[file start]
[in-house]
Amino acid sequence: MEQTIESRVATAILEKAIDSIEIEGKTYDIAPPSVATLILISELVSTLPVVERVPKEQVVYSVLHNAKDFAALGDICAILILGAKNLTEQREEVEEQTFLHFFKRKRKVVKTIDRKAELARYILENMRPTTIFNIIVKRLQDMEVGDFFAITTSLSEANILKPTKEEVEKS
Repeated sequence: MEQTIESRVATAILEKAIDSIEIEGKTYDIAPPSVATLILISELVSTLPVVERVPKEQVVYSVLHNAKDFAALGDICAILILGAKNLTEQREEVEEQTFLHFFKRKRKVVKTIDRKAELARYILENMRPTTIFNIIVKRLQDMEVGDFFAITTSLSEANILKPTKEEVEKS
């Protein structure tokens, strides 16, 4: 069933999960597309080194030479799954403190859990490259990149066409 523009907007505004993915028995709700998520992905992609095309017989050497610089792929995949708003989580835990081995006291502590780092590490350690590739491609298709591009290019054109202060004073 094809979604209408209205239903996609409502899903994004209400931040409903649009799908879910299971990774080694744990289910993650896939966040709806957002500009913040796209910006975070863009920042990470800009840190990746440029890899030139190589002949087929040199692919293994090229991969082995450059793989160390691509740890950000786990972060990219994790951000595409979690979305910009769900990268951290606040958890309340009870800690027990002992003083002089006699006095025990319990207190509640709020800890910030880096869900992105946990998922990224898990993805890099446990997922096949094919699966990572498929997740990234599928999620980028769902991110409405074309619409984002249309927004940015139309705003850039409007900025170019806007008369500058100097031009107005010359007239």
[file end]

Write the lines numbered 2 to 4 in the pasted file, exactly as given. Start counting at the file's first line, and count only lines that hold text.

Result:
Amino acid sequence: MEQTIESRVATAILEKAIDSIEIEGKTYDIAPPSVATLILISELVSTLPVVERVPKEQVVYSVLHNAKDFAALGDICAILILGAKNLTEQREEVEEQTFLHFFKRKRKVVKTIDRKAELARYILENMRPTTIFNIIVKRLQDMEVGDFFAITTSLSEANILKPTKEEVEKS
Repeated sequence: MEQTIESRVATAILEKAIDSIEIEGKTYDIAPPSVATLILISELVSTLPVVERVPKEQVVYSVLHNAKDFAALGDICAILILGAKNLTEQREEVEEQTFLHFFKRKRKVVKTIDRKAELARYILENMRPTTIFNIIVKRLQDMEVGDFFAITTSLSEANILKPTKEEVEKS
């Protein structure tokens, strides 16, 4: 069933999960597309080194030479799954403190859990490259990149066409 523009907007505004993915028995709700998520992905992609095309017989050497610089792929995949708003989580835990081995006291502590780092590490350690590739491609298709591009290019054109202060004073 094809979604209408209205239903996609409502899903994004209400931040409903649009799908879910299971990774080694744990289910993650896939966040709806957002500009913040796209910006975070863009920042990470800009840190990746440029890899030139190589002949087929040199692919293994090229991969082995450059793989160390691509740890950000786990972060990219994790951000595409979690979305910009769900990268951290606040958890309340009870800690027990002992003083002089006699006095025990319990207190509640709020800890910030880096869900992105946990998922990224898990993805890099446990997922096949094919699966990572498929997740990234599928999620980028769902991110409405074309619409984002249309927004940015139309705003850039409007900025170019806007008369500058100097031009107005010359007239």